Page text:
If you like pristine wilderness and glimmering, translucent alpine lakes, you’ll love this hike in the Eastern Sierras near Mammoth Lakes, CA. You’ll be rewarded every couple miles of effort with one of the 6 refreshing gems along the route. (If you’re into trout fishing, you’ll definitely want to bring your pole. They say the higher you go, the bigger the trout.)
You’ll come upon the first lake, Heart Lake, at mile 1. While you might feel a little silly stopping so soon after embarking, you won’t want to miss this little gem. And given the altitude and incline, you find that you’d like to enjoy the view for a minute or two. Arrowhead Lake is next at mile 1.2 (9,680 ft) followed by Skeleton Lake and Barney Lake (10,022 ft) at 2.5. Once you tear yourself away from Barney, you’ll hit some switchbacks. Spectacular Duck Lake (10,850 ft) will reveal herself to you around mile 4. While you’re there you can visit her adjacent,charming little sister, Pika Lake. If you continue on, the pines close in on the narrow trail as you continue climbing, descending, climbing and traversing to Purple Lake (8 miles). (You can camp anywhere along the way as long as you are at least a 100 feet from lakes or streams.) We camped above Purple Lake, which was a bit anti-climatic after Duck Lake. Purple Lake has its own more subtle, woodsy allure, but the outstanding beauty of Duck Lake was mesmerizing and where I found my bliss.
For a quick overnighter, I pack some luxuries. For this trip that included the cozy, warm pants and fuzzy top you see in the picture. I also like to forgo a tent and just enjoy the night sky and wilderness. The gloves and the hat were necessities. It gets cold at night at altitude even when temps have been in the high 70s during the day. Despite my suggestion, my boyfriend did not bring a hat or gloves. He said. “It won’t get that cold.” I should have snapped a pic of him with his mummy back zipped all the way up with only the tip of his red nose sticking out. In the morning as our boots crunched along on the ice slicked trail, he conceded, “I guess it did get cold last night.” (Yes, we’re at altitude in the Eastern Sierra’s so even in late August, it can get quite chilly at night or when a storm front comes through.)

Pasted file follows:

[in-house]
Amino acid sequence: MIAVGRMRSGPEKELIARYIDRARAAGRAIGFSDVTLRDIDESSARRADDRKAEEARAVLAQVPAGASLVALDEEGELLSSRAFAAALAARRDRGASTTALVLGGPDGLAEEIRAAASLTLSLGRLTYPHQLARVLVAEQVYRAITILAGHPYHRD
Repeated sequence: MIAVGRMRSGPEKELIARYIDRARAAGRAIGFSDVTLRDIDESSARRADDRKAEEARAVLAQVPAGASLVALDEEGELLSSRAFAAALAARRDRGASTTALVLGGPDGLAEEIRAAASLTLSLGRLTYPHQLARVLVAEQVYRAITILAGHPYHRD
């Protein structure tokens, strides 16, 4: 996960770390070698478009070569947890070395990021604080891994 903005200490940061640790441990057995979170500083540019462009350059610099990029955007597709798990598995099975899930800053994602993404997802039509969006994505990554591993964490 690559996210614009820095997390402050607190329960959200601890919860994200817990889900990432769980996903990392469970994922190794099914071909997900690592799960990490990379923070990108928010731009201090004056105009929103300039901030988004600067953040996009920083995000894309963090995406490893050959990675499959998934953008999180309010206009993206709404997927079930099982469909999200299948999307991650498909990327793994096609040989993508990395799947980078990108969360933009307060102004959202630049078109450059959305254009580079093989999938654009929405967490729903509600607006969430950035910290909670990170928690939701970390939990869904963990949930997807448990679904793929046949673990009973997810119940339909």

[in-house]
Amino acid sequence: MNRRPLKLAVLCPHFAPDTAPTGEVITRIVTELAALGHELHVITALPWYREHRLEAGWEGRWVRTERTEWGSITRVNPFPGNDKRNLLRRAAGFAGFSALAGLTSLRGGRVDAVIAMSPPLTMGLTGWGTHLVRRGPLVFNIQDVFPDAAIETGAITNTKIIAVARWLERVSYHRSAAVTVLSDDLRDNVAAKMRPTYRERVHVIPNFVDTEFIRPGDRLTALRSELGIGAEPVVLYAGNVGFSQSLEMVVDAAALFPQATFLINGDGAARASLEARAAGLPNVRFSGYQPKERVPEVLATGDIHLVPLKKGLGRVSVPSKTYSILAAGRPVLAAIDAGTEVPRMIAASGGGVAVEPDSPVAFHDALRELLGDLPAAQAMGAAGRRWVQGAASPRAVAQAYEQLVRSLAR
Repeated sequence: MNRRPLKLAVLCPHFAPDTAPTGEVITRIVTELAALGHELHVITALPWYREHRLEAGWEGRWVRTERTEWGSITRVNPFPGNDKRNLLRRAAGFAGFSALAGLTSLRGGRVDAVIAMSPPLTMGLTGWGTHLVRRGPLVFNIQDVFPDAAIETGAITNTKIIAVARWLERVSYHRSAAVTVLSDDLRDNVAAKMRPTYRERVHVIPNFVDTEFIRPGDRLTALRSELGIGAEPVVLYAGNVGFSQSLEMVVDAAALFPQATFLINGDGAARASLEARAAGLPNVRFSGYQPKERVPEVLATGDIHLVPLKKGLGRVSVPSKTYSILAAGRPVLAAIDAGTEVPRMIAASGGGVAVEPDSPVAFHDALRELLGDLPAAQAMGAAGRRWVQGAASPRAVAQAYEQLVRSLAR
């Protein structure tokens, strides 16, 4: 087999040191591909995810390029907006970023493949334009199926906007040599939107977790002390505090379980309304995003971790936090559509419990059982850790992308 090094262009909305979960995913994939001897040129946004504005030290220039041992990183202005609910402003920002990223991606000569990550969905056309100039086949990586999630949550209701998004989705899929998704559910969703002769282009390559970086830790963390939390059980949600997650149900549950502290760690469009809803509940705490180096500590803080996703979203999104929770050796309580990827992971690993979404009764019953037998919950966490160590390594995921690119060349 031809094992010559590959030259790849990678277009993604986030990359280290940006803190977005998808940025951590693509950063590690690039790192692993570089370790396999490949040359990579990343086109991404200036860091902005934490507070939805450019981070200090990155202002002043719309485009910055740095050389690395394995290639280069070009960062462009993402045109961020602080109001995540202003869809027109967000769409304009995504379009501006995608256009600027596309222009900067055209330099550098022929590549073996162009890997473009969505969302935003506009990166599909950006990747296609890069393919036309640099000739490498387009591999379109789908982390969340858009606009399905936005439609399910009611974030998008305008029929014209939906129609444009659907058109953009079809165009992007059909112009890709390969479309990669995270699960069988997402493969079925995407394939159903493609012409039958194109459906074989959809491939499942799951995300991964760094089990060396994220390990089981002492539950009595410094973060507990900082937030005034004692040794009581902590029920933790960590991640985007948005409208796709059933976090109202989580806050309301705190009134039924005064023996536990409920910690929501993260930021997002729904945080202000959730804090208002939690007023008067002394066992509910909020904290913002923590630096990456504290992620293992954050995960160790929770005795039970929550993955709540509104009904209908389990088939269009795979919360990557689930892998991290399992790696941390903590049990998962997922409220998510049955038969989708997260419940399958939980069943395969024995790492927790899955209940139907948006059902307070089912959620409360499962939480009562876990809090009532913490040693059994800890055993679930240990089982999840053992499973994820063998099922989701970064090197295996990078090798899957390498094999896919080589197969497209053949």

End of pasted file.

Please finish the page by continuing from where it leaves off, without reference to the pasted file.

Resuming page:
This trail is doable for a day hike, trail run or an overnighter. And it connects to the Pacific Crest Trail so there’s ample opportunity to just keep going. Kind of wish I could have, but I’ll be back.
Difficulty: Somewhat strenuous given the altitude and fairly continuous climb
Access: Via Coldwater Campground
Starting elevation: 8,900 feet
Permit required. Pick it up with your bear canister (if you’re over-nighting with food) at the local Forest Ranger Station.